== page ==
Cowrie shell reading can trace much of its roots to the religious beliefs and practices of the Yoruba people of West Africa.
Traditionally cowrie shells, or sometimes palm nuts, were used by Yoruba male priests as a form of fortune telling known as Ifá divination. Cowrie shell reading is thought to have been brought by slaves to the Americas approximately three to four hundred years ago. Today it still widely practiced in Africa and by the descendants of slaves, but interestingly, women now seem to be the primary practitioners in the Americas.
Cowrie shells themselves are thought to have first been brought to West Africa by early Arab traders and were an important form of currency during the times of slavery. In terms of divination, cowrie shells are thought to possess specials powers. The open side a cowrie shell resembles a mouth with teeth and it is believed by practitioners that the shells can actually “talk” to the person performing the reading. The opposite side of the shell, referred to as the “closed side”, is rounded. This rounded side is often filed down flat, so that it exposes the hollow interior of the shell, but it is still referred to as the closed side of the shell.
Today there are many variations on how cowrie shell readings can be performed. In a typical reading, the reader will receive the question and then perform a prayer or blessing on the shells or deity before the shells are gently tossed onto a straw mat. How the shells land (open or closed) and the patterns they form can determine the answer to most types of questions.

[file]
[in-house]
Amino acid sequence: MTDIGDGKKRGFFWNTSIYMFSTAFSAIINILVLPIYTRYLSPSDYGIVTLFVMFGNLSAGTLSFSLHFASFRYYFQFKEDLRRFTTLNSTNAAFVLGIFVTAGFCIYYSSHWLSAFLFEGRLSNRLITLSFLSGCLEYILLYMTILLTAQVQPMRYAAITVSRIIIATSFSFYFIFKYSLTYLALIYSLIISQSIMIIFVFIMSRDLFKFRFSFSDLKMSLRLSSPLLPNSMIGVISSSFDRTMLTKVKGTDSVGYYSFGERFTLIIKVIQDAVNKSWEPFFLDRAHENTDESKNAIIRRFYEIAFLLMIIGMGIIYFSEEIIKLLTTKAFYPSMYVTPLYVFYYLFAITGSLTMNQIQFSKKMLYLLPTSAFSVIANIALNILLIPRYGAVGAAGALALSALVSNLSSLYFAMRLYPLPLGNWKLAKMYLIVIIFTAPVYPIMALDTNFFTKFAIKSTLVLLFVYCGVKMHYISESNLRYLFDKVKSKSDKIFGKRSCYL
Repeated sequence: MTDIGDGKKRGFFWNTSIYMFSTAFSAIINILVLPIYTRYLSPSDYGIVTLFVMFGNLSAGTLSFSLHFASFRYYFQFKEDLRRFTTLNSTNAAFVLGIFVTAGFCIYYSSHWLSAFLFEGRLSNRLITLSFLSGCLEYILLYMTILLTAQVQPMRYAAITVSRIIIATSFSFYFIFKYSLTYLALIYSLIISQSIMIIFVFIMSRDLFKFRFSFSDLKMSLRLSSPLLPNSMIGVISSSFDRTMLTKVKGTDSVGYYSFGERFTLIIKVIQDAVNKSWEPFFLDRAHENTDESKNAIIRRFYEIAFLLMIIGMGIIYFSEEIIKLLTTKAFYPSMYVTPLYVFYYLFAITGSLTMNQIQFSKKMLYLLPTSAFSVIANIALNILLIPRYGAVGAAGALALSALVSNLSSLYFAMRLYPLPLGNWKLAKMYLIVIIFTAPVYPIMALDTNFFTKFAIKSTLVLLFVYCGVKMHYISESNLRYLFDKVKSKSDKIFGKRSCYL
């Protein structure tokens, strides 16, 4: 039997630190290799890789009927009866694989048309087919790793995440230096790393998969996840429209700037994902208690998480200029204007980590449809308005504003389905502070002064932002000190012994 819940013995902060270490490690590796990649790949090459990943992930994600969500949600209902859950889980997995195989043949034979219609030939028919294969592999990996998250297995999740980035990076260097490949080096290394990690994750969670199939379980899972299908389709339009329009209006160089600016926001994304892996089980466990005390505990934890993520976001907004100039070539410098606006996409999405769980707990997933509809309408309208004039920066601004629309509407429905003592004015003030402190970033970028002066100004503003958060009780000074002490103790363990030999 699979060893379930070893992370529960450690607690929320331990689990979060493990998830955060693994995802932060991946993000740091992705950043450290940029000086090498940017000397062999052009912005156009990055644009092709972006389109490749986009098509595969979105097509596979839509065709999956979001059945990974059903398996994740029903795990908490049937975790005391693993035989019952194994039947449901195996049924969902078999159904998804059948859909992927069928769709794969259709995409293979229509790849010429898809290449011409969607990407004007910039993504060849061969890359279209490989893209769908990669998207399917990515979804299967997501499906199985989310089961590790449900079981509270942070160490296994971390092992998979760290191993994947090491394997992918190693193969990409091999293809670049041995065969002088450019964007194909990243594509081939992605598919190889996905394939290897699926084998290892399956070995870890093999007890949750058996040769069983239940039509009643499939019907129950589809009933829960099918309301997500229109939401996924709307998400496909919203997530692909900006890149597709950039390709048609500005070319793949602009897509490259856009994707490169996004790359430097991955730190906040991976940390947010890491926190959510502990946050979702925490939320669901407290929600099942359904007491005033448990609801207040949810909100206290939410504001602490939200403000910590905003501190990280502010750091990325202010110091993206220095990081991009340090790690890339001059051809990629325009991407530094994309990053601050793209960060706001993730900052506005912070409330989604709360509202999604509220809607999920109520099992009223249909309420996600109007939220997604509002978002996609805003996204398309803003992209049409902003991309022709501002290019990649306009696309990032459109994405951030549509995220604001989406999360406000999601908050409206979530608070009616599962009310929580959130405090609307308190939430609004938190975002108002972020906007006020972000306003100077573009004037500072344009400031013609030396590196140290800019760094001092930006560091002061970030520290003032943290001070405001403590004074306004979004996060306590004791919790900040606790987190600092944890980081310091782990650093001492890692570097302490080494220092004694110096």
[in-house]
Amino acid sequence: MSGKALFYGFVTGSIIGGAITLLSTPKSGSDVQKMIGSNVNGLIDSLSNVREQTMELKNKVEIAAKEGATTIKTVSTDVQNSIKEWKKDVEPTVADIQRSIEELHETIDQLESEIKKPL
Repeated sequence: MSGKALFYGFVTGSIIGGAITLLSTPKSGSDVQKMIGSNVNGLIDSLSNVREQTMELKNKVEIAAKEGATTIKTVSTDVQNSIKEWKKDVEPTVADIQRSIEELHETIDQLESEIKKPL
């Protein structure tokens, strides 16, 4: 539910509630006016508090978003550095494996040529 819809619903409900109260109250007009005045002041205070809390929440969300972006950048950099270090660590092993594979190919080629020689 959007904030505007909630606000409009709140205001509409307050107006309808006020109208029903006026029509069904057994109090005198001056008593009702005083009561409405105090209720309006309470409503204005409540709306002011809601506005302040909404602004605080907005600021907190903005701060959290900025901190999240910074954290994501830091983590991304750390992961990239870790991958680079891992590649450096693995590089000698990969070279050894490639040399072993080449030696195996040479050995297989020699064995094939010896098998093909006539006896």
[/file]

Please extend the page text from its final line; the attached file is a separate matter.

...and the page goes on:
One of the simplest forms of readings found in Obi Divination which can use as few as four shells to answer “yes” or “no” types of questions. In this type of reading, the four shells can give up to five different types of answers:
Alafia occurs when all four shells land in the mouth up or open position. Alaifa is considered to be both a very positive "yes" answer with an added blessing on the question being asked.
Etawa occurs when three shells land in the open and one lands in the closed positions. This is considered a 'maybe" answer to the question.
Ejife occurs when two shells land in the open and two shells land in the closed positions. This represents a perfect balance and a "yes" answer to the question. The fact that the shells are in balance though also indicates that the matter is ettled and that no further questions should be asked.
Okana Sode occurs when one shell lands in the open and three land in the closed positions. This is considered a certain "no" answer, however the results can still possibly be changed through prayers and offerings.
Oyekun occurs when all four shells land in the closed positions. This is considered a very strong “no” answer with very negative energy. In this case, blessings and spiritual cleansings should also be made to ward off any harmful influences which may be speaking through the reading.
In its more complex forms, such as Diloggun Divination, sixteen or more shells can be thrown twice to generate up to 256 unique patterns each with unique symbolism and meanings. This form of cowrie shell reading can take years of training to master is usually practiced only by specially trained priests who must perform rituals before, during and after the reading.
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